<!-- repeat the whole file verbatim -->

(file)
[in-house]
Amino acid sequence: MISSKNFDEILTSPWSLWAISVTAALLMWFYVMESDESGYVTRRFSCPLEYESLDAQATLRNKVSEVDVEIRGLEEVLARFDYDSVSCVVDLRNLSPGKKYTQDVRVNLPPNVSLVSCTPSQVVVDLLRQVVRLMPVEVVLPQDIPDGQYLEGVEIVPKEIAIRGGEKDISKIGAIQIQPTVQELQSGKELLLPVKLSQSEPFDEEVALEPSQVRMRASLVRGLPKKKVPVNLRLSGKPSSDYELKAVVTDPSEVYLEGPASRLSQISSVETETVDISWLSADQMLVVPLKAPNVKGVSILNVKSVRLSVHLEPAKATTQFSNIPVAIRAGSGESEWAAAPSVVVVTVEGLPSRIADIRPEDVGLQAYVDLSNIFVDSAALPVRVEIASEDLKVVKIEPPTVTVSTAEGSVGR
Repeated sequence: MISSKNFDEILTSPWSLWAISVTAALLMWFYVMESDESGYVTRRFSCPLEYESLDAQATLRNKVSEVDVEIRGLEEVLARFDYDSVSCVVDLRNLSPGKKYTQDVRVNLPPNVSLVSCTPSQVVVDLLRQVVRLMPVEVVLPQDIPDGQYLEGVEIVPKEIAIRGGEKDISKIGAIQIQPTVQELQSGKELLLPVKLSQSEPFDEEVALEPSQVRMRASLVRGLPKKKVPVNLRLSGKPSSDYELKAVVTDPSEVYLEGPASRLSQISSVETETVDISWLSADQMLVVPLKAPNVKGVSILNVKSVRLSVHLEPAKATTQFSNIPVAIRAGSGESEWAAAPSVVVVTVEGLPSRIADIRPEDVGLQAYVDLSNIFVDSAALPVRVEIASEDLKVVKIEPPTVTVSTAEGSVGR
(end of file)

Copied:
[in-house]
Amino acid sequence: MISSKNFDEILTSPWSLWAISVTAALLMWFYVMESDESGYVTRRFSCPLEYESLDAQATLRNKVSEVDVEIRGLEEVLARFDYDSVSCVVDLRNLSPGKKYTQDVRVNLPPNVSLVSCTPSQVVVDLLRQVVRLMPVEVVLPQDIPDGQYLEGVEIVPKEIAIRGGEKDISKIGAIQIQPTVQELQSGKELLLPVKLSQSEPFDEEVALEPSQVRMRASLVRGLPKKKVPVNLRLSGKPSSDYELKAVVTDPSEVYLEGPASRLSQISSVETETVDISWLSADQMLVVPLKAPNVKGVSILNVKSVRLSVHLEPAKATTQFSNIPVAIRAGSGESEWAAAPSVVVVTVEGLPSRIADIRPEDVGLQAYVDLSNIFVDSAALPVRVEIASEDLKVVKIEPPTVTVSTAEGSVGR
Repeated sequence: MISSKNFDEILTSPWSLWAISVTAALLMWFYVMESDESGYVTRRFSCPLEYESLDAQATLRNKVSEVDVEIRGLEEVLARFDYDSVSCVVDLRNLSPGKKYTQDVRVNLPPNVSLVSCTPSQVVVDLLRQVVRLMPVEVVLPQDIPDGQYLEGVEIVPKEIAIRGGEKDISKIGAIQIQPTVQELQSGKELLLPVKLSQSEPFDEEVALEPSQVRMRASLVRGLPKKKVPVNLRLSGKPSSDYELKAVVTDPSEVYLEGPASRLSQISSVETETVDISWLSADQMLVVPLKAPNVKGVSILNVKSVRLSVHLEPAKATTQFSNIPVAIRAGSGESEWAAAPSVVVVTVEGLPSRIADIRPEDVGLQAYVDLSNIFVDSAALPVRVEIASEDLKVVKIEPPTVTVSTAEGSVGR